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Sufism in Western Europe
 
In the medieval period, there existed various Sufi orders in Spain and Sicily, which left a deep imprint on the Jewish and Christian mystical traditions. Like the various other Islamic influences, these were also eliminated after the 16th century AD, with Sufi strains in Albania and other regions of the Balkan having no connection to the western Europe. The study of Sufi literature in western Europe began in the 18th century AD and expanded in the 19th, a movement that has continued its expansion to this very day. However, the first instance of actual adherence to Sufi methods occurred in the first decade of the 20th century, when a small number of influential thinkers in Europe joined the Shadhiliyyah Sufi order. This was followed by the introduction into western Europe of other Sufi orders, such as the Chishtiyyah, and, later, Qadiriyyah and Naqshbandiyyah and, recently, some Iranian orders such as Ni`mat Allahiyyah. It is noteworthy that the traditional school of thought attributed to Rene Guenon, who spent the last years of his life in Egypt under his Muslim name of `Abd al-Wahid Yahya and who was buried there, has its roots in Shadhili teachings, and the greatest defenders of traditional Islam in the west, i.e. Fritjuf Schuon, Titus Burkhart and Martin Lings, also belong to this spiritual strain. Recent years have witnessed the conversion of considerable numbers of authors, thinkers and artists to Islam via the Sufi route. There is also mounting interest in Sufi thought, especially that which has its roots in the ideas of Ibn al-`Arabi and Mawlana Jalal al-Din Rumi, which continues to spread in the form of ever-increasing translations. In the past few years, the volume of original writings produced on Ibn al-`Arabi as well as the translations of his works in French language has been astonishing. There has been established an Ibn al-`Arabi society in Britain which in addition to the publication of a journal devoted to the ideas of the Muslim mystic holds annual conferences about his works and thought in Europe and the USA.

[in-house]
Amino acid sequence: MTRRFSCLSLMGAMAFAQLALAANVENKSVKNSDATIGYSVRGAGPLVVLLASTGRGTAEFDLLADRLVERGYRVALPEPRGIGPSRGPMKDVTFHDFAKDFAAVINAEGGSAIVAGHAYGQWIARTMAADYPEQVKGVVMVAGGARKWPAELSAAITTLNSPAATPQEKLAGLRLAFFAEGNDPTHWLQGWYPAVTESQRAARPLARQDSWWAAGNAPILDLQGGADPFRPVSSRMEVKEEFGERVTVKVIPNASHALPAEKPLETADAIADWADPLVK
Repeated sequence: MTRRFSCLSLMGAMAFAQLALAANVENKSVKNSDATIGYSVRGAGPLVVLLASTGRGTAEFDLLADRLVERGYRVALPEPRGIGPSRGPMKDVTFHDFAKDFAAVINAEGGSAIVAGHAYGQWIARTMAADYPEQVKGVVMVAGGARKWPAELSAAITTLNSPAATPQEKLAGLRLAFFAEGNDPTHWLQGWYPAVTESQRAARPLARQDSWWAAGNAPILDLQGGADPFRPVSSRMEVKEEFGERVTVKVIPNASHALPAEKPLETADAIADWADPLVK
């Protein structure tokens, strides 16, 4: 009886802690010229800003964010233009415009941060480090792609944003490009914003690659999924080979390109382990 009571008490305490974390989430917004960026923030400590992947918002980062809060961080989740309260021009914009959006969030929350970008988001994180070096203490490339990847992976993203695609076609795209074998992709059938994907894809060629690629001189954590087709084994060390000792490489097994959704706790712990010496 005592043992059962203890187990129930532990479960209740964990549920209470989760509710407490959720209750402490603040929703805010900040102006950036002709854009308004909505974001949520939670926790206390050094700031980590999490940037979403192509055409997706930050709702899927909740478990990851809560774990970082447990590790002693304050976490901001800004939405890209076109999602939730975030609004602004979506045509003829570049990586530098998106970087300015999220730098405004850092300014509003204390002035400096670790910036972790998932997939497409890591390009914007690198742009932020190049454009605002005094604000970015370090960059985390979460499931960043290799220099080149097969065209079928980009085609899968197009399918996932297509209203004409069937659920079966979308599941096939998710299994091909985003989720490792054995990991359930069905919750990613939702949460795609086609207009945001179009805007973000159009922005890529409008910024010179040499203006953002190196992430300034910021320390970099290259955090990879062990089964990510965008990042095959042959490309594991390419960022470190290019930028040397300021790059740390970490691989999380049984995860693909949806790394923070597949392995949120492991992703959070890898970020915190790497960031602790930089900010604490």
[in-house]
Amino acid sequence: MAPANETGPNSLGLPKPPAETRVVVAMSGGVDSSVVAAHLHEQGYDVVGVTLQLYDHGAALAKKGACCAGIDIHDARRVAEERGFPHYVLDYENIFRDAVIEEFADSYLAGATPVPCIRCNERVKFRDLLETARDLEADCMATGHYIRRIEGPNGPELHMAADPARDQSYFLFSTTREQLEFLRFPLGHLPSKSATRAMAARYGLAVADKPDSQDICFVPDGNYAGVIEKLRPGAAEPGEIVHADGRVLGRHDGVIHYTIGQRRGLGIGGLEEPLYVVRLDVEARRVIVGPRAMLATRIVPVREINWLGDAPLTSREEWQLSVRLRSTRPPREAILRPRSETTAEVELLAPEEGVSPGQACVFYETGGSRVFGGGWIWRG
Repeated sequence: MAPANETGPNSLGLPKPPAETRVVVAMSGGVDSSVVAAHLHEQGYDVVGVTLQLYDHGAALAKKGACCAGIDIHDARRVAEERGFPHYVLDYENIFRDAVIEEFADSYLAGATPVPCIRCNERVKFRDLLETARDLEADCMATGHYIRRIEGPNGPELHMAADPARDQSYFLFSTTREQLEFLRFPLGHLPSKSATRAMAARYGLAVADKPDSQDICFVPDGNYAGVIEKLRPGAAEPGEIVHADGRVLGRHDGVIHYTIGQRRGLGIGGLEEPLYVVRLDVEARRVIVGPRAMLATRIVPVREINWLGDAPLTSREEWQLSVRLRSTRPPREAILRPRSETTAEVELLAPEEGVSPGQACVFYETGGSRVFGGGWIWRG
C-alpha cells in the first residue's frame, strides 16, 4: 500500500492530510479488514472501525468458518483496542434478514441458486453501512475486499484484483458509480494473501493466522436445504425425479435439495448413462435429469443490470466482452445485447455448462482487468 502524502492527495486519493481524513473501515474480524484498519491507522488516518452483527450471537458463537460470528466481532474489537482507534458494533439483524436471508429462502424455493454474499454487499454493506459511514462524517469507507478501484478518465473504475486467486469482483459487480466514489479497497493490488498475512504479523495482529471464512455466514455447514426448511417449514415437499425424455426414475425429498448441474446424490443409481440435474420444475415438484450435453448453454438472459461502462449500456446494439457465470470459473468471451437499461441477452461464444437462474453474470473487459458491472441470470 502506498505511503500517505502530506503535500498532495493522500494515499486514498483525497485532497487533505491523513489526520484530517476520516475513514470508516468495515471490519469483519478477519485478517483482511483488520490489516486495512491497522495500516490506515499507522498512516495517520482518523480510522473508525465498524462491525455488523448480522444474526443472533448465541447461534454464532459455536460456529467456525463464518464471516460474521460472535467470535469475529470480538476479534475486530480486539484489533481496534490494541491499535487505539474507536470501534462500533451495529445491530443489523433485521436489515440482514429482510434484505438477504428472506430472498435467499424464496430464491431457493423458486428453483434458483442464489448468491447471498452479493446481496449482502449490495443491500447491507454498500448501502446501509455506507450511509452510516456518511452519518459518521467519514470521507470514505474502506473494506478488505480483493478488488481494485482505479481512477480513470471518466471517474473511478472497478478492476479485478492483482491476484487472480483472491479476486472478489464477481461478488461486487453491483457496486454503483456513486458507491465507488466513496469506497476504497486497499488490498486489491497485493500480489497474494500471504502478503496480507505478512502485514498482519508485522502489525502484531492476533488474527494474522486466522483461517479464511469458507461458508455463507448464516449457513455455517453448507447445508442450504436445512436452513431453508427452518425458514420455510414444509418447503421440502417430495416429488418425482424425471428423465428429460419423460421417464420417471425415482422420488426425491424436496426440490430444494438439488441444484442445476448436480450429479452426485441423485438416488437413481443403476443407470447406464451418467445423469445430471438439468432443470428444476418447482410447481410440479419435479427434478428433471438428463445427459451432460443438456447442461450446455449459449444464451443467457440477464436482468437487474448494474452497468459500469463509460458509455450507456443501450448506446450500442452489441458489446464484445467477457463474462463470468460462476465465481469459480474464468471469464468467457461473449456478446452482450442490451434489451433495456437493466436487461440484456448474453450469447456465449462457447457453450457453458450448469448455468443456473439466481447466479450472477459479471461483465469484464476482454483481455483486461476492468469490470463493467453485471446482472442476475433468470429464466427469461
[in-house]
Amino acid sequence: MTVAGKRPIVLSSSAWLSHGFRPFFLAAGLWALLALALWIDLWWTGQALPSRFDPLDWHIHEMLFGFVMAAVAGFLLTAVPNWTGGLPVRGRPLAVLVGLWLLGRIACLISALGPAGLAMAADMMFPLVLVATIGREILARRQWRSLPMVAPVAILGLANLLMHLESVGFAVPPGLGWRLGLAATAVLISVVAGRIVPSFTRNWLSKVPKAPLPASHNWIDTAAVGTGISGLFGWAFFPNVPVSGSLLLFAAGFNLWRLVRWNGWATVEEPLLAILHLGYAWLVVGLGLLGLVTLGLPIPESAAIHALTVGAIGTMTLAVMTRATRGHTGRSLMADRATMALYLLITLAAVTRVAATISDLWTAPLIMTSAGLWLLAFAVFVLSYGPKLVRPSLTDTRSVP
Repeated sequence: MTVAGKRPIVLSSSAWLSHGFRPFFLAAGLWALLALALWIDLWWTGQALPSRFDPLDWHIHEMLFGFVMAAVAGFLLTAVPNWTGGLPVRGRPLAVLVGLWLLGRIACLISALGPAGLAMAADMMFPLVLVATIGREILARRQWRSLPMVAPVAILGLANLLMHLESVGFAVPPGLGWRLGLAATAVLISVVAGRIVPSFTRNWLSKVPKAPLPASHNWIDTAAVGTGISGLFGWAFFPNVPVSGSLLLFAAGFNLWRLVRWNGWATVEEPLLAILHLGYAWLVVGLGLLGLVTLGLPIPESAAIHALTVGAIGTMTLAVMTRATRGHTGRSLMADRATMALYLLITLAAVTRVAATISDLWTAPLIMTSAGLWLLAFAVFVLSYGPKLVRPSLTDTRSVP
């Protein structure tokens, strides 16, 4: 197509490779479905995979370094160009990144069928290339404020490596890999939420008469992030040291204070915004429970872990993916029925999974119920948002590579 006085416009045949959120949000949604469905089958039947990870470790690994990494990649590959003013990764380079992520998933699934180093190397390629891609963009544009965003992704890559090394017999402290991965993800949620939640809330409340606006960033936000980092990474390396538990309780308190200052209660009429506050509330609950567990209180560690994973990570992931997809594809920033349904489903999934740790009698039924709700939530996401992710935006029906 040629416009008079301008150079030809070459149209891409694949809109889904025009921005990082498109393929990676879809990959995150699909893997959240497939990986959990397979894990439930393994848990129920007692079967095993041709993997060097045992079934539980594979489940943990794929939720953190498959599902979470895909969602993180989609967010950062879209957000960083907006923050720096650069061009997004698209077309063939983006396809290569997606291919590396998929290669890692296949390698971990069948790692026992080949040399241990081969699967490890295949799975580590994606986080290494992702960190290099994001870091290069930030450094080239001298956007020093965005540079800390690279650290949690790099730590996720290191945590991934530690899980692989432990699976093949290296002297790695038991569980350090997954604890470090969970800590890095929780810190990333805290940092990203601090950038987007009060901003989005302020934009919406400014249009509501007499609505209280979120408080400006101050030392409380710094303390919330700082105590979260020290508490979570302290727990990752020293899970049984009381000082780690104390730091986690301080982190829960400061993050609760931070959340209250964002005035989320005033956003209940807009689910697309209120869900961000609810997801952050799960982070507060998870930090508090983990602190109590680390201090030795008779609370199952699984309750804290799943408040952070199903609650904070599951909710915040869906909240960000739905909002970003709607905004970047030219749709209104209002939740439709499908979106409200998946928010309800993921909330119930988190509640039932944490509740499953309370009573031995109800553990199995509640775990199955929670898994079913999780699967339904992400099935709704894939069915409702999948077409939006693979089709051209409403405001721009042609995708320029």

The special attention given to Sufi artistic works has also served as a means of acquaintance with Islamic teachings and the Islamic religion itself. In addition to the ever-expanding translations of works of poetry in Persian and Arabic into various European languages – in 1997, the translations of the poems of Mawlana sold more copies in the USA than any other poet, including Shakespeare – there has been increased interest in mystical music of Iranian, Arabic, Turkish and Indian origin, an example of which is the popularity of the Mawlawiyyah sama` among western artistic circles. All these developments, both intellectual and artistic, have direct roots in Islam and are of great significance in terms of providing an understating of this divine religion, a factor that is as applicable in the case of the USA as it is in that of Europe.
 
* source: Nasr , Seied Hossein "Islam Entry" The Great Islamic Encyclopedia. Ed. Kazem Musavi Bojnourdi.Tehran: The Center of Great Islamic Encyclopaedia , 1989-, V.8 , pp.582 - 583
 
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